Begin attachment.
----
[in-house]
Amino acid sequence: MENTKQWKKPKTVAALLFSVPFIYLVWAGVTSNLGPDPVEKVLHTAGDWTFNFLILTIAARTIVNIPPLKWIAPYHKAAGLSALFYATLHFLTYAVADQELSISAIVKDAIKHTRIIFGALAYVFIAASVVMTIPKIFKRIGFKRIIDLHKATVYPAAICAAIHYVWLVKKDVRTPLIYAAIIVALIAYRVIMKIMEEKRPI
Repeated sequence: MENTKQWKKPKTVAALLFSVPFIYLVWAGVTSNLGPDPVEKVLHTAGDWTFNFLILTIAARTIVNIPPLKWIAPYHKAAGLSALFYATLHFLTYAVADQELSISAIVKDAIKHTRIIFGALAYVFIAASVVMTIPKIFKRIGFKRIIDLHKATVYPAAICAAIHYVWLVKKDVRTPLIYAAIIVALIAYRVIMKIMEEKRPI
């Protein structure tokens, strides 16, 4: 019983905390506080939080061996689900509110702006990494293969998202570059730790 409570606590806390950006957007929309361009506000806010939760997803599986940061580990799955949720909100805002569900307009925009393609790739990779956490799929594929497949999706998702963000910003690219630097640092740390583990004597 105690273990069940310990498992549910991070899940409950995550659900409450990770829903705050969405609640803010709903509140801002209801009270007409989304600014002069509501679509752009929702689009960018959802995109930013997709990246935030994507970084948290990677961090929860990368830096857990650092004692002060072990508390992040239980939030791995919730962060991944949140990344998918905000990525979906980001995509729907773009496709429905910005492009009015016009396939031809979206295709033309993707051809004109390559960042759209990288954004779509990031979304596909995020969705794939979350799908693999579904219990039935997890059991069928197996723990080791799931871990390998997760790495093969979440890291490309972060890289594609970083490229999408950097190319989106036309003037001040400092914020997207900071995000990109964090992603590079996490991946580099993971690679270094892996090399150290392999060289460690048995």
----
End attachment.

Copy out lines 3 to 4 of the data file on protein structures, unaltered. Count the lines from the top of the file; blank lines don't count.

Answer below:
Repeated sequence: MENTKQWKKPKTVAALLFSVPFIYLVWAGVTSNLGPDPVEKVLHTAGDWTFNFLILTIAARTIVNIPPLKWIAPYHKAAGLSALFYATLHFLTYAVADQELSISAIVKDAIKHTRIIFGALAYVFIAASVVMTIPKIFKRIGFKRIIDLHKATVYPAAICAAIHYVWLVKKDVRTPLIYAAIIVALIAYRVIMKIMEEKRPI
């Protein structure tokens, strides 16, 4: 019983905390506080939080061996689900509110702006990494293969998202570059730790 409570606590806390950006957007929309361009506000806010939760997803599986940061580990799955949720909100805002569900307009925009393609790739990779956490799929594929497949999706998702963000910003690219630097640092740390583990004597 105690273990069940310990498992549910991070899940409950995550659900409450990770829903705050969405609640803010709903509140801002209801009270007409989304600014002069509501679509752009929702689009960018959802995109930013997709990246935030994507970084948290990677961090929860990368830096857990650092004692002060072990508390992040239980939030791995919730962060991944949140990344998918905000990525979906980001995509729907773009496709429905910005492009009015016009396939031809979206295709033309993707051809004109390559960042759209990288954004779509990031979304596909995020969705794939979350799908693999579904219990039935997890059991069928197996723990080791799931871990390998997760790495093969979440890291490309972060890289594609970083490229999408950097190319989106036309003037001040400092914020997207900071995000990109964090992603590079996490991946580099993971690679270094892996090399150290392999060289460690048995």